Students are challenged to think about ways that digital technology can be used to enhance or damage their reputations. Teens talk about how compromising photos and other postings online became part of their permanent digital footprint. The video provides specific advice about how to protect students’ privacy, security and online reputations.

Your Reputation: Enhancing It, Repairing It
For middle schoolers, fitting in, being popular, having friends, and getting along with teachers is all important. Whether they are aware of it or not, the opinions and perceptions of peers, parents and teachers all contribute to a young teen’s reputation—or the way others see them. Through the use of acted out vignettes, young viewers will understand the power of having a good reputation versus the pain of having a bad one. Program also gives pointers on how to repair a bad reputation which often takes a long time to achieve. Program includes a special section on one’s online reputation and some of the pitfalls of social networking.

I Was Cyberbullied
This program presents three real-life stories from kids who were targets of cyberbullying attacks and offers viewers practical suggestions for how to avoid being victimized by this new, rapidly-spreading type of bullying. Each story highlights important tips such as: only post the type of information online that you would be comfortable with others seeing; remember that once an email or photo is posted online, you can’t take it back; avoid responding to vicious texts or emails that might escalate a situation further; and know when to turn to a trusted adult for help. Renowned “bully coach” Joel Haber leads a discussion on how serious and damaging cyberbullying can be, and touches upon recent cases of children committing suicide after being cyberbullied. This timely program will strike a chord with all viewers—those who may have been victimized as well as those who may have thought that cyberbullying was “no big deal.”

Our hope is that through our courseware we may provide learners with the guidance, preparation, and skills they need to succeed. For more information and to learn about additional LearnKey products visit our website.


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Cisco News Alert: Exam Changes Coming!

by Jason - May 18, 2016


Here’s a story for you all: While trying to hustle out of the house yesterday to get to work and continue filming our upcoming PowerPoint 2016 course, I got an email message from a coworker asking me “are we up to speed on the upcoming CCENT and CCNA changes?” My first reaction was “Am I…what? What changes?”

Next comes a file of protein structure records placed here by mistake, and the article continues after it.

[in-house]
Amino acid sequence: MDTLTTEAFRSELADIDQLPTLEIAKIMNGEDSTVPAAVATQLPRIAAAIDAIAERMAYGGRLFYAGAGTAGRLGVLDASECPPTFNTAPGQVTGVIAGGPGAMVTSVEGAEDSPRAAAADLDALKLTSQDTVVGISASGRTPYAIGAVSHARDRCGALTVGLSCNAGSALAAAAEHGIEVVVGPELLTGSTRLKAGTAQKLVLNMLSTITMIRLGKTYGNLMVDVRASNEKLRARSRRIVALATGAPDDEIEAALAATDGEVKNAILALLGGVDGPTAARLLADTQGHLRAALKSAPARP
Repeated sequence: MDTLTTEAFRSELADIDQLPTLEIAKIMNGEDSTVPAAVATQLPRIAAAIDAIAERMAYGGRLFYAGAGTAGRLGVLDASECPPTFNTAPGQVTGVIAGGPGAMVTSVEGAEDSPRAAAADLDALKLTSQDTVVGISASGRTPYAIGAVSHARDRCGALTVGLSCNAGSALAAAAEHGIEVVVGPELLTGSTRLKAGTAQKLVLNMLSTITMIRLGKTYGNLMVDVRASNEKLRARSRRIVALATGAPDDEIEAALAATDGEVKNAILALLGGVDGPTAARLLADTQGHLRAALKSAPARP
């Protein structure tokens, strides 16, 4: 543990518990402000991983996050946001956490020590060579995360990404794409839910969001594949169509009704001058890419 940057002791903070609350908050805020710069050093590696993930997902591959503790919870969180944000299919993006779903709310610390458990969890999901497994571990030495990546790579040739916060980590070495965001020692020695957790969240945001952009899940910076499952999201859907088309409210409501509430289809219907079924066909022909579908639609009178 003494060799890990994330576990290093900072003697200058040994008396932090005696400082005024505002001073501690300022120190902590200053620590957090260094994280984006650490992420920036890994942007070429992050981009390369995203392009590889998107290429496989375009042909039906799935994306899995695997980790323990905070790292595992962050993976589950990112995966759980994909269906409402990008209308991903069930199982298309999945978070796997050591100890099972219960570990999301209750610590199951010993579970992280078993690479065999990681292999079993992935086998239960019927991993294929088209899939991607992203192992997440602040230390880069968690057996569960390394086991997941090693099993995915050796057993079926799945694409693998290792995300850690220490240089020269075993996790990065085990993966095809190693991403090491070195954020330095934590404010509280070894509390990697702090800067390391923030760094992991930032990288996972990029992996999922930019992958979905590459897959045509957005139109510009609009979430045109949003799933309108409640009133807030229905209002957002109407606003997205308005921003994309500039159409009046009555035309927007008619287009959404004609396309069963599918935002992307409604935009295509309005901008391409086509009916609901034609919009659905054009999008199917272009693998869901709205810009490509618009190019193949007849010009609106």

Understand that, as the LearnKey Senior Instructor, one of my duties is to scan the Microsoft, CompTIA, and Cisco websites for exam changes (and I do this every week to 10 days). In fact, I was just on the Cisco website last week. I must have been in between scans because, sure enough, I went to the Cisco website, and, there they were, announcements on new exams, and, more importantly, retirement dates for current Cisco exams.

So, after some further investigation, here is what we discovered: First, no Cisco certifications are changing. But, several exams are indeed being replaced. Here is the story, in a nutshell:

Interconnecting Cisco Network Devices (ICND) Part 1: The current exam is exam 100-101. The new exam is exam 100-105 (and yes, it is out there). The last day to test on exam 100-101 is August 20, 2016.

Interconnecting Cisco Network Devices (ICND) Part 2: The current exam is exam 200-101. The new exam is exam 200-105 (and yes, it is out there, too). The last day to test on exam 200-101 is September 24, 2016.

Cisco Certified Network Associate (CCNA) Routing and Switching: The current exam is exam 200-120. The new exam is exam 200-125 (also out). The last day to test on exam 200-120 is August 20, 2016.

What has not changed: The ICND Part 1 exam will still get you the Cisco Certified Entry Networking Technician (CCENT) certification. And, the ICND Part 1 plus the ICND Part 2 exams will still get you the CCNA certification, with the option of just taking the 200-125 exam instead.

With this information, we at LearnKey have already gone to work in updating our Cisco curriculum. In fact, look for an updated ICND Part 1 exam course early this fall, followed by an updated Cisco Implementing Network Security (IINS) course for exam 210-260 (another new recent exam), followed by an updated ICND Part 2 exam course. I will have some details of these courses in a future blog entry. In the meantime, here is the link to the details on these changes: https://learningnetwork.cisco.com/community/ccna-rs-certification.

For now, those of you studying for the CCENT or CCNA Routing and Switching exam have about three months to complete your certifications under the current exam versions.